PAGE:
Confirmation from Canberra’s Crematorium

– for Kevin Rudd 24/6/2010


The king is dead! The king is dead!

confirms the crematorium,

audaciously the mutineers

defied the moratorium.


There’s laughter in the parliament;

there’s dancing in emporiums,

his deeds will be confined to pages

scribbled in scriptoriums.


A puppet-queen will praise his name

before an auditorium,

and lepers have descended on

the toppled king’s praetorium.



About Damian Balassone

Damian Balassone is a delusional Collingwood supporter who writes poetry and fiction.


  1. John Butler says:

    Will there be any verse for Julia in years to come DB?

    Or, for that matter, the Mad Monk?

  2. And so life dwindled
    Fell away,
    The naughty children
    Left to play.

    Where once were princes
    Gough and Ming,
    Was nothing but
    A muddied ring.

    The queen on top
    The ranga mum,
    Cut down to size
    By tory bum.

  3. Mulcaster says:

    Very good article in today’s by Bernard Keane and Paul Barry:

    Rudd helped create Abbott’s leadership. Instead of treating climate change as the great moral and economic challenge of our time, Rudd treated it as a weapon with which to wedge the Coalition. Eventually, he wedged them so hard they broke apart — only for Rudd himself to be blasted by the shrapnel. Abbott, having seen Rudd use climate change as a political weapon for two years, had no compunction in simply doing the same back to him.
    Abbott’s unrelenting aggression and his ex-journalist’s knack of being able to frame a simple narrative to serve his own purposes rattled Rudd — badly. He began making mistakes — and pleas from senior players such as John Faulkner to call a climate change-based double dissolution election in early 2010, which Rudd would have won handily, fell on deaf ears.

    Worth a read.

  4. DBalassone says:

    JB, I reckon the mad monk would be worthy of some verse, not sure about Julia though – too plain. Unlike the Ruddster who has almost become a chaplinesque figure. I had a crack at Costello too a few years back which was run by Australian Rationalist. Peter is another comical figure in a medium which is increasingly becoming a form of entertainment for mine.

    Mulcaster, I can’t disagree with the premise of that article. It’s been a fascinating turn of events in Canberra over the past few years.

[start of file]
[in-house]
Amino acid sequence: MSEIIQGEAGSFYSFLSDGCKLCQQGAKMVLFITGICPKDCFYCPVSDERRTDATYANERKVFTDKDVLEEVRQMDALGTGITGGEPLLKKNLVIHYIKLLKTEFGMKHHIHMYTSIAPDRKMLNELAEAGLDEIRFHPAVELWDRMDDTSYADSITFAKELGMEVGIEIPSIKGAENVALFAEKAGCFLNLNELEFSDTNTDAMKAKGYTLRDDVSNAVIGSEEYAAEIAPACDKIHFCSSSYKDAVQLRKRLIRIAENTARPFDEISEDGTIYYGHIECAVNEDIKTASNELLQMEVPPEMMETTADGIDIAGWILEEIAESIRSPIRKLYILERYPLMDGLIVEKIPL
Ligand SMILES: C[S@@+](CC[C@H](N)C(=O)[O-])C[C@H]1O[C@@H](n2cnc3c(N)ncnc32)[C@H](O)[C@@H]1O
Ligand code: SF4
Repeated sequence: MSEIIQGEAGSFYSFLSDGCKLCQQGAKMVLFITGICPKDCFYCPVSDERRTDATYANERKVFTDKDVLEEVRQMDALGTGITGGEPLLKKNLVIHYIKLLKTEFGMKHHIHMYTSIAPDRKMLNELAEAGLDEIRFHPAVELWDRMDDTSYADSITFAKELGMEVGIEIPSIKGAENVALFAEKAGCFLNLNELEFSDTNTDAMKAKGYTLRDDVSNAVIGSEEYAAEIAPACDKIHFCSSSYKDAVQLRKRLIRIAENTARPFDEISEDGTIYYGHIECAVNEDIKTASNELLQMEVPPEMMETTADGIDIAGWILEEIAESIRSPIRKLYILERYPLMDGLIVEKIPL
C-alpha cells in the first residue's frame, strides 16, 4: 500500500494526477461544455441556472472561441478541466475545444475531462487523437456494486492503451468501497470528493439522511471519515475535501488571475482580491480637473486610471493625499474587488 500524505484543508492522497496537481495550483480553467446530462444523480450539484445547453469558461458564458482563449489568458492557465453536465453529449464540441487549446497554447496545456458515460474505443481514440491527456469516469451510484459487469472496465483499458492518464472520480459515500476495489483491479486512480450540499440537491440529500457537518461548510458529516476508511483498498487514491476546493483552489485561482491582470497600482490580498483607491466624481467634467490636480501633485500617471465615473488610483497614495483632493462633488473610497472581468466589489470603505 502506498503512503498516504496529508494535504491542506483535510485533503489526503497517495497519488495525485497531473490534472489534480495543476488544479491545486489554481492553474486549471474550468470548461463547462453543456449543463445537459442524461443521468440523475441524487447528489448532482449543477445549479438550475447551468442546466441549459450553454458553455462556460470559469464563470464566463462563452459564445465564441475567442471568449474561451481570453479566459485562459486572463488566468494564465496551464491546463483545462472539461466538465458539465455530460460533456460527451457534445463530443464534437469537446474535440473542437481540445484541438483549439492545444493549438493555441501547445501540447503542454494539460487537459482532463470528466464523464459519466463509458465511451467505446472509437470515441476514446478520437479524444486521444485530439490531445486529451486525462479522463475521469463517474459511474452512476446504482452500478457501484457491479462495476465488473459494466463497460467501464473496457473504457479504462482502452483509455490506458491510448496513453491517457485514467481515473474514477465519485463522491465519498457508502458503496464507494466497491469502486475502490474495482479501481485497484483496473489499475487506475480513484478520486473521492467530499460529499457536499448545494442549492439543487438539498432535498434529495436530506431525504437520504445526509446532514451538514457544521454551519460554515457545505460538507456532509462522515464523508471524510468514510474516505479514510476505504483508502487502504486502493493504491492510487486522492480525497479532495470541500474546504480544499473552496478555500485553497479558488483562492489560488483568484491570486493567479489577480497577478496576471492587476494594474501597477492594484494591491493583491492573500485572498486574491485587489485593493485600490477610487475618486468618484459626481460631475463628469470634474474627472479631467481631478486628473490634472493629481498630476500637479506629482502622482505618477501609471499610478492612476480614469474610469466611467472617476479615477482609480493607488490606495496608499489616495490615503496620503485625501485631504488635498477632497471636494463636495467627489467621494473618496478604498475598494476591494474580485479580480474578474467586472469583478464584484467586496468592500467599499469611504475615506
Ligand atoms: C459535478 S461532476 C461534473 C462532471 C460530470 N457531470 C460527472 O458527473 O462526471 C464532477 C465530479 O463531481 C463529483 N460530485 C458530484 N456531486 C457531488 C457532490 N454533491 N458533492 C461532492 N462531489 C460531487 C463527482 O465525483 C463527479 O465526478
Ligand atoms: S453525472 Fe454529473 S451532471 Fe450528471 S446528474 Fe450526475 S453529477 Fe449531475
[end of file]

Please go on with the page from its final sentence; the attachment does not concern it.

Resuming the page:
5. Jeez, DB – I think (hope) you meant to say something vaguely complimentary.
    Abbot and Ahbib are (unintentionally) ‘comic figures’.
    I sometimes attempt to be a ‘comic writer’ – but if I ever resemble them I’ll give up the game altogether.
    The key to comic writing is the ability to laugh at yourself and human folly.
    The key to comic figures and political ambition is the inability to do the same.

    I worked with a lot of the key figures in the Hawke government – Hayden, Walsh, Blewett, Button, Grimes, Dawkins. In private (and sometimes in public) they were great raconteurs.

    It is that worldliness that distinguishes the Hawke/Keating governments ability to understand,communicate and implement good public policy from the current rabble on both sides. They are not ‘dumb’ but they are ‘stupid’. Knowledge is useless without the ability to put it in a real world context, and explain it to ordinary people.

    To go back to a previous thread it is why Q&A is good with a political minority, and unwatchable with a majority. The deaf can’t talk to the blind. But a wise blind man is an excellent communicator. Good politicians are wise blind men (we all have imperfect knowledge and understanding). A wise blind man or woman has that humility.

    Loved your poem. Rhyming crematorium with praetorium is a great gift. Thanks.

  6. DBalassone says:

    Thanks Peter. Definitely meant comical in an unintentional way, though I do feel for Rudd – the man was elected to lead us for 3 years. The last thing we want to see is the Federal Government becoming like the previous NSW Government. (By the way, when I said Peter, I referring to Costello, just to clarify).

    Would love to hear more about your experiences in the Hawke era. A fascinating time.

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